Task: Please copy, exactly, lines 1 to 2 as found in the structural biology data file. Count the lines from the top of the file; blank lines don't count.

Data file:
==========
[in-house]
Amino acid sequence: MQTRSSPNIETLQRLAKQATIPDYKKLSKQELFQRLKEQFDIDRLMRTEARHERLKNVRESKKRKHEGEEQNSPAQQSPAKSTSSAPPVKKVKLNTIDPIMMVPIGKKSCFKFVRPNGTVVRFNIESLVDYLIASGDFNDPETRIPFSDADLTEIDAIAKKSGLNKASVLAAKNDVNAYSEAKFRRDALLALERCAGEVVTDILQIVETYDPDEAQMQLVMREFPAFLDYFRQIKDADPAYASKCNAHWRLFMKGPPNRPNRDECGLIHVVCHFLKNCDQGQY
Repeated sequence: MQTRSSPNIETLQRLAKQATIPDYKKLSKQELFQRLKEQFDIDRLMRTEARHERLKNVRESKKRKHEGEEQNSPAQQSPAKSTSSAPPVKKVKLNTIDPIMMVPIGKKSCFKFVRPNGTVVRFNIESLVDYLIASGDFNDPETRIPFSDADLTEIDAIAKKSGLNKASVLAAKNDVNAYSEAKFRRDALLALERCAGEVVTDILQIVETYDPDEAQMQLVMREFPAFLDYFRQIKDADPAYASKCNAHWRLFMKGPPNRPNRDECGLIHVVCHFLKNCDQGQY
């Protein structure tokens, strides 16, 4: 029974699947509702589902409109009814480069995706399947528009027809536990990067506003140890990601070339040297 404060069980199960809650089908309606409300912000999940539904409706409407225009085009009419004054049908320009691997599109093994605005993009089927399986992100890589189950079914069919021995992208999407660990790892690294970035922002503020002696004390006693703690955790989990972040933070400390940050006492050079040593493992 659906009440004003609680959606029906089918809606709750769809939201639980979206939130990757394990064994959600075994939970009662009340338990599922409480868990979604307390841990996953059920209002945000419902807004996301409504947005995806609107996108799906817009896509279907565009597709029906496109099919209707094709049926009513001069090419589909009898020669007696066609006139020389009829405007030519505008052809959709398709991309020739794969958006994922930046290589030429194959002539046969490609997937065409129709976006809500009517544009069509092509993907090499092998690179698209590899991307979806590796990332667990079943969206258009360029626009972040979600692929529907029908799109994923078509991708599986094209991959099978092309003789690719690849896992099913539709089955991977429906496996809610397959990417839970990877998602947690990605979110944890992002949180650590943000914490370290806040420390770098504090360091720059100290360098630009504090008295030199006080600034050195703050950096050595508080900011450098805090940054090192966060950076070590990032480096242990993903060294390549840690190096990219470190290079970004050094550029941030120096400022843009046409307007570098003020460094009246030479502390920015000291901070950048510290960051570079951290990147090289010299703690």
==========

[in-house]
Amino acid sequence: MQTRSSPNIETLQRLAKQATIPDYKKLSKQELFQRLKEQFDIDRLMRTEARHERLKNVRESKKRKHEGEEQNSPAQQSPAKSTSSAPPVKKVKLNTIDPIMMVPIGKKSCFKFVRPNGTVVRFNIESLVDYLIASGDFNDPETRIPFSDADLTEIDAIAKKSGLNKASVLAAKNDVNAYSEAKFRRDALLALERCAGEVVTDILQIVETYDPDEAQMQLVMREFPAFLDYFRQIKDADPAYASKCNAHWRLFMKGPPNRPNRDECGLIHVVCHFLKNCDQGQY